That's partly true, but that's the point of the game. The game absolutely connects lowering expenses to getting ahead, but the point is that a higher paying job sucks you further into the rat race and tends to make your expenses higher. The game wants you to internalize that low income/low expenses is a more flexible starting position. Whether or not you believe that message is one thing, but that's the game's message and I think it does a good job of promoting that message.

While Kiyosaki may have been discredited himself, some of the basic advice (not thinking of your house as an asset, generating "passive" income, building a business not just creating a job for yourself as a self-employed person) really changed the way we saw our financial situation.

Granted, I'm sure a lot of that had to do with the fact that his books were #1 best sellers right at the time we started to get serious about entrepreneurship/personal finance. His were "the" books to read at the time, and there was good advice to be found in them. We also were influenced heavily by "Your Money or Your Life" and "Free Parking" so we were getting a lot of good ideas right around the same time. (If you're put off by Kiyosaki himself, do check out those other 2 books. They're older, but they're great.)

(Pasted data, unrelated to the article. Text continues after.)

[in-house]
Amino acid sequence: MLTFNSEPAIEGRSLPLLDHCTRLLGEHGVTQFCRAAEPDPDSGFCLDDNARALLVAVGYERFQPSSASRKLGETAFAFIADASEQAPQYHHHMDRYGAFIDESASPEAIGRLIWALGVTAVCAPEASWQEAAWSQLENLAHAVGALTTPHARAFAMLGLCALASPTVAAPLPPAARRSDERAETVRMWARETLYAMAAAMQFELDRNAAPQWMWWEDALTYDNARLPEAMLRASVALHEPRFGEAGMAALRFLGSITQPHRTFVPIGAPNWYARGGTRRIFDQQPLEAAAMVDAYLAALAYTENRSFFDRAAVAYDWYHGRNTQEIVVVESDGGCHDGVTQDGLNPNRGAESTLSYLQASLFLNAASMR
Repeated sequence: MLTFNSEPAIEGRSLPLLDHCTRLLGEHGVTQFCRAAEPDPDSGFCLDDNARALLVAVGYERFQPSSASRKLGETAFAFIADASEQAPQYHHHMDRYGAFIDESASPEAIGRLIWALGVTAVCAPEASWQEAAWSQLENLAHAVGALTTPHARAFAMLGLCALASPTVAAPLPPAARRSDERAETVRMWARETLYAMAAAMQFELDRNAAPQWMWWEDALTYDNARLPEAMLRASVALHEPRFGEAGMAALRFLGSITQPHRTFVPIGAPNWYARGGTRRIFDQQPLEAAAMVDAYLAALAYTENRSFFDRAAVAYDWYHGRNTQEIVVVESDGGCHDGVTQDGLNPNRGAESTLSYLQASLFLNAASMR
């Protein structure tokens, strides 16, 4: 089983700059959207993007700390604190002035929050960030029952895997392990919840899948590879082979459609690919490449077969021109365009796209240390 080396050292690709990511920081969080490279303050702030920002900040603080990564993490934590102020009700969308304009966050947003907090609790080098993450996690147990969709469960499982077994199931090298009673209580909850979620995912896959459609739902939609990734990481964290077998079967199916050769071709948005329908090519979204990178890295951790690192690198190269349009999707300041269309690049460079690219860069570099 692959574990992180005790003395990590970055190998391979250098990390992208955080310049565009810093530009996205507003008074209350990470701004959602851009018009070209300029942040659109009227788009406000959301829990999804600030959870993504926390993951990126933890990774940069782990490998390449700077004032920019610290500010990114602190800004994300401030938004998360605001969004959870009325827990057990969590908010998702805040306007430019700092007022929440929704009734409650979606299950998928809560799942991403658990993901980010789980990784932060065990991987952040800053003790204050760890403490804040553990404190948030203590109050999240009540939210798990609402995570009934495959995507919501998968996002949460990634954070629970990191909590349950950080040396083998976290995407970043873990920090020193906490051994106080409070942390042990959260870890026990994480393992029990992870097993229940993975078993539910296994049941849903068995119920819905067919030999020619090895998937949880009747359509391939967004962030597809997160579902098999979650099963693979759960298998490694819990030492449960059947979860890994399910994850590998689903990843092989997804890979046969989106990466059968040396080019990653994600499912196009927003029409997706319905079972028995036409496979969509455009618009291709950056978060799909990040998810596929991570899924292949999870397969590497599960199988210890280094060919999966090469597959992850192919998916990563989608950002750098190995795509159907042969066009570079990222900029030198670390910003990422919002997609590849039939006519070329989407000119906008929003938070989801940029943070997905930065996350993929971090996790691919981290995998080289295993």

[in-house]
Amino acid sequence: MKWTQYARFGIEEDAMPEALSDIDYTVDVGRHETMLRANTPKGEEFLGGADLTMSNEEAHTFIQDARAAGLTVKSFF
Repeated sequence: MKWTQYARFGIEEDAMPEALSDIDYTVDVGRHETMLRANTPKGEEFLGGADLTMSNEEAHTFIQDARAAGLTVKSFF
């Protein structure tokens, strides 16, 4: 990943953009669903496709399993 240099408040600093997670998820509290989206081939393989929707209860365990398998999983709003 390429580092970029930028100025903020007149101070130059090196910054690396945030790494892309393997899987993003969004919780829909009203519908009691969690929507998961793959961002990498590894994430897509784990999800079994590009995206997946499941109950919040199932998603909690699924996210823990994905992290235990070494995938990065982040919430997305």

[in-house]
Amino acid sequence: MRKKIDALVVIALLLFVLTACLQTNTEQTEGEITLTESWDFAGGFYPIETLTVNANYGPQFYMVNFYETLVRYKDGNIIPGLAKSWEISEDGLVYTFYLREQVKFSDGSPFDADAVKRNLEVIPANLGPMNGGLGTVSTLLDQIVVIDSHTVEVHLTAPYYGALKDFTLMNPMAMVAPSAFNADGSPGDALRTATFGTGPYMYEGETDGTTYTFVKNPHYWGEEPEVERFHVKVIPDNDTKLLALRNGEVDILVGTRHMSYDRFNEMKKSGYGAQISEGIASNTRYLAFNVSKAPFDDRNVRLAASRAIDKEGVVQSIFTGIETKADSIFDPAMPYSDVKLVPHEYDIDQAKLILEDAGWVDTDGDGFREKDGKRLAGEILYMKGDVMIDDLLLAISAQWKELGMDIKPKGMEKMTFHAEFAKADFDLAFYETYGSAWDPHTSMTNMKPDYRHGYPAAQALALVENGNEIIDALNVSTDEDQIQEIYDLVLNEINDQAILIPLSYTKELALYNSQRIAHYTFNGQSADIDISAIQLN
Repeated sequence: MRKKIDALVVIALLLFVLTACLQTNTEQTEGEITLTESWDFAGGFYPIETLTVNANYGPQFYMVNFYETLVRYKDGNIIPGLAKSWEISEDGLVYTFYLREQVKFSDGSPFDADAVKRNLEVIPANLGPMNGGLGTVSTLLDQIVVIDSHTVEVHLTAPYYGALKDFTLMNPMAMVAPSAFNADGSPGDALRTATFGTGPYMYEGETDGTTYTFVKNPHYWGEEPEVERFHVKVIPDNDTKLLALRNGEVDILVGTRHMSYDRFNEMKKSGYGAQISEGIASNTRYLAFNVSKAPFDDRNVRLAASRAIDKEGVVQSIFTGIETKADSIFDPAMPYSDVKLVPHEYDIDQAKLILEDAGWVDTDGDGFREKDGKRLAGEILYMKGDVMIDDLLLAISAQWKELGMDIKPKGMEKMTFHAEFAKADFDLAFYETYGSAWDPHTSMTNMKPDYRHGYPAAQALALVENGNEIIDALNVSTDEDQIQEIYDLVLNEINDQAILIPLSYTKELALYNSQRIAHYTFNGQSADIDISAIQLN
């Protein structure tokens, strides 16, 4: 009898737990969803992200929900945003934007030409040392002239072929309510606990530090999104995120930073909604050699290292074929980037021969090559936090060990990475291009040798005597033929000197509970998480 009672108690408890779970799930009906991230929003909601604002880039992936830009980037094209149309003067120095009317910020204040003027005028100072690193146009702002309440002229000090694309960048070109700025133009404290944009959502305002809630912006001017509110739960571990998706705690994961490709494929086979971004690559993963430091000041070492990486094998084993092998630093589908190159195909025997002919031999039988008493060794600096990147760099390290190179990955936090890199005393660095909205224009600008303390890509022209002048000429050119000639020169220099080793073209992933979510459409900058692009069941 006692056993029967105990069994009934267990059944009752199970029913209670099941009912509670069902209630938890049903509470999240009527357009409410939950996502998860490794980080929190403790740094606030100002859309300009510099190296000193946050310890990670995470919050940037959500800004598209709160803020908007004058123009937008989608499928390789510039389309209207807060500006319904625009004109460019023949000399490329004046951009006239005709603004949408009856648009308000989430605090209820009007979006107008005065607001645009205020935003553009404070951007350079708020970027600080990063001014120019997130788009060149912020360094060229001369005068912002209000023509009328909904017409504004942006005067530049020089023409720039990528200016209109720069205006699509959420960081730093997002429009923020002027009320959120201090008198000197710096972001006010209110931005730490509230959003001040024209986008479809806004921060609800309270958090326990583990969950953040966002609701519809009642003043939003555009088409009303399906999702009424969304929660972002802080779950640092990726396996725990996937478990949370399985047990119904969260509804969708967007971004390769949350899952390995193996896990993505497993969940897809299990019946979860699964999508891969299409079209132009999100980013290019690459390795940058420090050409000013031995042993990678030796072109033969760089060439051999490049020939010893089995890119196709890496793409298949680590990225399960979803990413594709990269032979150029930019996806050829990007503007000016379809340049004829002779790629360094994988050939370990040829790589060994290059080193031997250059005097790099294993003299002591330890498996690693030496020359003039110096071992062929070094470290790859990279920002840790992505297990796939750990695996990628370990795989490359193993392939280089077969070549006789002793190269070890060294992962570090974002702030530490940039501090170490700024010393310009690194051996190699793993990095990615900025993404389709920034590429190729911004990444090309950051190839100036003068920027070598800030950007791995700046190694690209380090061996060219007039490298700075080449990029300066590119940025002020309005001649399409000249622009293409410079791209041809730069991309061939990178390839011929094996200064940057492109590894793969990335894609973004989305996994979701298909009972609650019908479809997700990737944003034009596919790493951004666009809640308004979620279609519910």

"It also promises to change the way you think about money forever, which will ultimately get you out of the rat race and into a life of financial freedom."